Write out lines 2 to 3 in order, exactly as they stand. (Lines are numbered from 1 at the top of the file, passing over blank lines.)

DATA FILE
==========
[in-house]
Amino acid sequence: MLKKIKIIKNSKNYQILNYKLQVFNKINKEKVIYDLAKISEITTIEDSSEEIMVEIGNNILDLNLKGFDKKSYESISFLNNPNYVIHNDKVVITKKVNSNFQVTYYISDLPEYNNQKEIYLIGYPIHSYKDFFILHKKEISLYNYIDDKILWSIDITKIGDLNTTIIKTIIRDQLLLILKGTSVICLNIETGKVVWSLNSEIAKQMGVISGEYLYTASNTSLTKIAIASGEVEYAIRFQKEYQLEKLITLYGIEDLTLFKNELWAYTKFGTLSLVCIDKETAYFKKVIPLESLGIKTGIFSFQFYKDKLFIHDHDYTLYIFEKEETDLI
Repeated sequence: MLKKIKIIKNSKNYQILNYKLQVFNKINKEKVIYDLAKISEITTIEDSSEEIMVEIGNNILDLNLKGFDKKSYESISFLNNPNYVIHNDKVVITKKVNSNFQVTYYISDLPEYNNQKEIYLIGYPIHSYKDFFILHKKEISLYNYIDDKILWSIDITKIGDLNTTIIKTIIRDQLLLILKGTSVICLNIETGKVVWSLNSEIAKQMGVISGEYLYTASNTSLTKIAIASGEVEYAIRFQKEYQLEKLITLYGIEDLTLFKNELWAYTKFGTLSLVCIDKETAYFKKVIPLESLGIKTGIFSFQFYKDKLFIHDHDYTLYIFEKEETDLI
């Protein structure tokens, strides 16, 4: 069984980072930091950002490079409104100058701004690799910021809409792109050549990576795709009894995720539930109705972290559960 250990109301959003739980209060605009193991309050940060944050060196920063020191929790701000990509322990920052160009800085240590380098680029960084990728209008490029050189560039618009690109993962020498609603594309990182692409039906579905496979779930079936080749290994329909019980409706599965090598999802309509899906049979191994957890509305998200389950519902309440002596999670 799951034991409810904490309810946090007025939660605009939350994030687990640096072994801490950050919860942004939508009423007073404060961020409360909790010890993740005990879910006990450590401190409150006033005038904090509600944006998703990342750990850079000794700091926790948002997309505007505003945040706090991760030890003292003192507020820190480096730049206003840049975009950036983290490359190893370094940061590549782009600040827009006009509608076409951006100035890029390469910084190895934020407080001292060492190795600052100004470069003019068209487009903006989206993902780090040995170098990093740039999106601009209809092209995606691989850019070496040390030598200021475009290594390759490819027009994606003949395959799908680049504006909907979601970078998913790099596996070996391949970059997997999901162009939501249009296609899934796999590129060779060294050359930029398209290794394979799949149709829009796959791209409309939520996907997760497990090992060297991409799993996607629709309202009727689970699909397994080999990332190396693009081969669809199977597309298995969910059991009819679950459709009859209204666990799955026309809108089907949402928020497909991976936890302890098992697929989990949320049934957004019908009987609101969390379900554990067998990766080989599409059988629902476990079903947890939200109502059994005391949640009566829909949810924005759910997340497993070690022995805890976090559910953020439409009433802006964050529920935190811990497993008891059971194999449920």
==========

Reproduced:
Amino acid sequence: MLKKIKIIKNSKNYQILNYKLQVFNKINKEKVIYDLAKISEITTIEDSSEEIMVEIGNNILDLNLKGFDKKSYESISFLNNPNYVIHNDKVVITKKVNSNFQVTYYISDLPEYNNQKEIYLIGYPIHSYKDFFILHKKEISLYNYIDDKILWSIDITKIGDLNTTIIKTIIRDQLLLILKGTSVICLNIETGKVVWSLNSEIAKQMGVISGEYLYTASNTSLTKIAIASGEVEYAIRFQKEYQLEKLITLYGIEDLTLFKNELWAYTKFGTLSLVCIDKETAYFKKVIPLESLGIKTGIFSFQFYKDKLFIHDHDYTLYIFEKEETDLI
Repeated sequence: MLKKIKIIKNSKNYQILNYKLQVFNKINKEKVIYDLAKISEITTIEDSSEEIMVEIGNNILDLNLKGFDKKSYESISFLNNPNYVIHNDKVVITKKVNSNFQVTYYISDLPEYNNQKEIYLIGYPIHSYKDFFILHKKEISLYNYIDDKILWSIDITKIGDLNTTIIKTIIRDQLLLILKGTSVICLNIETGKVVWSLNSEIAKQMGVISGEYLYTASNTSLTKIAIASGEVEYAIRFQKEYQLEKLITLYGIEDLTLFKNELWAYTKFGTLSLVCIDKETAYFKKVIPLESLGIKTGIFSFQFYKDKLFIHDHDYTLYIFEKEETDLI